"Cry Baby", "Mercedes Benz", and her only number
one hit, "Me and Bobby McGee". Joplin was well
known for her performing abilities, and her fans
referred to her stage presence as "electric".
At the height of her career, she was known as
"The Queen of Rock and Roll" as well as "The
Queen of Psychedelic Soul," and became known as
Pearl amongst her friends
16
Robin Williams
He won the Academy Award for Best Supporting
Actor for his performance in the 1997 film Good
Will Hunting. He has also won two Emmy Awards,
four Golden Globes, two Screen Actors Guild
Awards and five Grammy Awards
Mork Mindy- As Mork, Williams improvised much
of his dialogue and physical comedy, speaking in
a high, nasal voice.
Mork, an alien who comes to Earth from the planet
Ork in a small, one-man egg-shaped spaceship. Pam
Dawber co-starred as Mindy McConnell, his human
friend and roommate.
Mork's greeting was "Na-Nu Na-Nu" (pronounced
"nah-noo nah-noo") along with a hand gesture
similar to Mr. Spock's Vulcan salute from Star
Trek combined with a handshake. It became a
popular catchphrase at the time, as did "Shazbot"
(Shozz-bot), an Orkan profanity that Mork used.
Mork also said "kay-o" in place of "Okay".
17
Partridge Family
American television sitcom series about a
widowed mother and her five children who embark
on a music career
They acquire an old school bus for touring, paint
it with Mondrian-inspired patterns, and depart to
Las Vegas for their first live gig at Caesars
Palace. The Partridge children were played by
David Cassidy (Jones' real-life stepson) as her
eldest son Keith, Susan Dey as Laurie, Danny
Bonaduce as Danny, Jeremy Gelbwaks (Brian
Forster seasons 2-4) as Chris, and Suzanne
Crough as Tracy.
18
MASH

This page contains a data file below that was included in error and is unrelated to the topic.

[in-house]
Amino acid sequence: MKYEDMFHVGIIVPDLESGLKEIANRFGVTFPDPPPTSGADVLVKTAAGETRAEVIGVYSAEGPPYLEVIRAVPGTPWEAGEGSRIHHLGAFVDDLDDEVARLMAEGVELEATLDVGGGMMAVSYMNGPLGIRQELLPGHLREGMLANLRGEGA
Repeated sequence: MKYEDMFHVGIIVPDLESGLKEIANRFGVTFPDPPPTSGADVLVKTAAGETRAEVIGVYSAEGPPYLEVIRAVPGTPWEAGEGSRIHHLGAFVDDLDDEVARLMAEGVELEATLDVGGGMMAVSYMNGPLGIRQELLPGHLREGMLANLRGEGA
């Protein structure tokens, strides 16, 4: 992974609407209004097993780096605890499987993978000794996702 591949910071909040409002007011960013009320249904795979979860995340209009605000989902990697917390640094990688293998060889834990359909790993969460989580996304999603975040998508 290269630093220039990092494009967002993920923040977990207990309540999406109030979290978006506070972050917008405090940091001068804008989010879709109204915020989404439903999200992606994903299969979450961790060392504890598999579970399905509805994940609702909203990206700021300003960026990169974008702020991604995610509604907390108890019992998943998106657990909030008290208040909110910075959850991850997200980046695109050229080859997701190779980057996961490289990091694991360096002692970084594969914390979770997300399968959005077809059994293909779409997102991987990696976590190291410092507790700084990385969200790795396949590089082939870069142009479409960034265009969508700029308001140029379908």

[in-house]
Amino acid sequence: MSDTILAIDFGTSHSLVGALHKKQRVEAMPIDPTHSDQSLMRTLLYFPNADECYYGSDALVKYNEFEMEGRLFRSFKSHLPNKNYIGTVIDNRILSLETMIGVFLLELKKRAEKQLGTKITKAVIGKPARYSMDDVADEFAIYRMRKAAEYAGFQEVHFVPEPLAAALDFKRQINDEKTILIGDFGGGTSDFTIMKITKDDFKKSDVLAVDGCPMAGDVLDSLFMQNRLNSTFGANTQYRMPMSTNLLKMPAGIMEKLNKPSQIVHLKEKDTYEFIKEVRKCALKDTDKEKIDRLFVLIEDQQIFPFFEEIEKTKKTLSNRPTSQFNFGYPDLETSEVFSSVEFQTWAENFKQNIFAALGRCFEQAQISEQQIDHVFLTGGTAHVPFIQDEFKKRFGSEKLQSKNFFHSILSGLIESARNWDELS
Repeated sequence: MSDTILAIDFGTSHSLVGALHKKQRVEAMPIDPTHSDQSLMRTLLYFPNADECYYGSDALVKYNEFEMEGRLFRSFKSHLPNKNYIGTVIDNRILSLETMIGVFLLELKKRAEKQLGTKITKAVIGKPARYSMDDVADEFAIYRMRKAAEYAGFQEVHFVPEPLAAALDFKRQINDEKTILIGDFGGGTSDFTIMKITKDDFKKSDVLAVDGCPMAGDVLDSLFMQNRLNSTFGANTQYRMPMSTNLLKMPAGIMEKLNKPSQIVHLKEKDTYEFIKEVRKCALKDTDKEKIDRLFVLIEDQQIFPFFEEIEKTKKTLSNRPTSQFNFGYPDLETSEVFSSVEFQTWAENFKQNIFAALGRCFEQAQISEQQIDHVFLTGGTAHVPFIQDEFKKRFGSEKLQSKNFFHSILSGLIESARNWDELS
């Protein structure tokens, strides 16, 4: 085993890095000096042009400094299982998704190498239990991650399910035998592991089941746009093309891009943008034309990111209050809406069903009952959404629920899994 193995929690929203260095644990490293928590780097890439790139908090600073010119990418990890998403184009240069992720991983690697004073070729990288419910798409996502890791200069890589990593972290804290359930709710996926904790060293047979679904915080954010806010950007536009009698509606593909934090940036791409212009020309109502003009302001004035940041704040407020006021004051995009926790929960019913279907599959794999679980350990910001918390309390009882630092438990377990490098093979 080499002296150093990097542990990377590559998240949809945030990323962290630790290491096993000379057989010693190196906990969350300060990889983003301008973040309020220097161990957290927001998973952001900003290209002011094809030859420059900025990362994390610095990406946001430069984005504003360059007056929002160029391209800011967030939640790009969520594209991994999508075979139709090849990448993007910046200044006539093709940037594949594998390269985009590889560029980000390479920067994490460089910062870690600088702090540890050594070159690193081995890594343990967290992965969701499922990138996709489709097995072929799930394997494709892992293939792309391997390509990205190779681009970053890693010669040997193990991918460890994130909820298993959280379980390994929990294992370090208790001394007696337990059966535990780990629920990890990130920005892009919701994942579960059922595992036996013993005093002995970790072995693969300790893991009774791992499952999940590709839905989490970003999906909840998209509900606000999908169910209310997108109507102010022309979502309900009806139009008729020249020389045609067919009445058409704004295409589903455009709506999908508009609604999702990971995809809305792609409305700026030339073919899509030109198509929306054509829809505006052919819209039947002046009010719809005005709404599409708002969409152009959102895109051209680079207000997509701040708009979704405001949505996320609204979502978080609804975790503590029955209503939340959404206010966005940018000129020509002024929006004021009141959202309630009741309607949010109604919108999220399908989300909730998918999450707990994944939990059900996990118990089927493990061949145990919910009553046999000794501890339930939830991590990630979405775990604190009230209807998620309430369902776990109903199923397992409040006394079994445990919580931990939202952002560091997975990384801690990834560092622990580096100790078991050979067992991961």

Follows a team of doctors and support staff
stationed at the "4077th Mobile Army Surgical
Hospital" in Uijeongbu, South Korea during the
Korean War The show's title sequence features an
instrumental version of "Suicide Is Painless",
the theme song from the original film.
The finale, "Goodbye, Farewell and Amen",
becoming the most watched television episode in
U.S. television history at the time, with a
record-breaking 125 million viewers (60.2 Rating
and 77 Share),1 according to the New York
Times.
Many of the stories in the early seasons are
based on real-life tales told by real MASH
surgeons who were interviewed by the production
team. Like the movie, the series was as much an
allegory about the Vietnam War (still in
progress when the show began) as it was about
the Korean War
19
Mary Tyler Moore
Moore is best known for The Mary Tyler Moore
Show (197077), in which she starred as Mary
Richards, a 30-something single woman who worked
as a local news producer in Minneapolis, and for
her earlier role as Laura Petrie (Dick Van
Dyke's wife) on The Dick Van Dyke Show
(196166). She also appeared in a number of
films, most notably 1980's Ordinary People, in
which she played a role that was the polar
opposite of the television characters she had
portrayed, and for which she was nominated for an
Academy Award for Best Actress.
The Mary Tyler Moore Show was a half-hour
newsroom sitcom featuring Ed Asner as her gruff
boss Lou Grant, a character that would later be
spun off into an hour-long dramatic series. The
premise of the single working woman's life,
alternating during the program between work and
home, became a television staple.
20
Farrah Fawcett Majors
Fawcett rose to international fame when she first
appeared as private investigator Jill Munroe in
the first season of the television series
Charlie's Angels, in 1976
Fawcett was a sex symbol whose iconic poster,
released the same year Charlie's Angels
premiered, broke sales records, making her an
international pop culture icon. Her hairstyle
was emulated by young women in the 1970s and
1980s.
21
John Travolta
Travolta first became known in the 1970s, after
appearing on the television series Welcome
Back, Kotter and starring in the box office
successes Saturday Night Fever and Grease.
Travolta's acting career declined through the
1980s. His career enjoyed a resurgence in the
1990s with his role in Pulp Fiction, and he has
since continued starring in Hollywood films,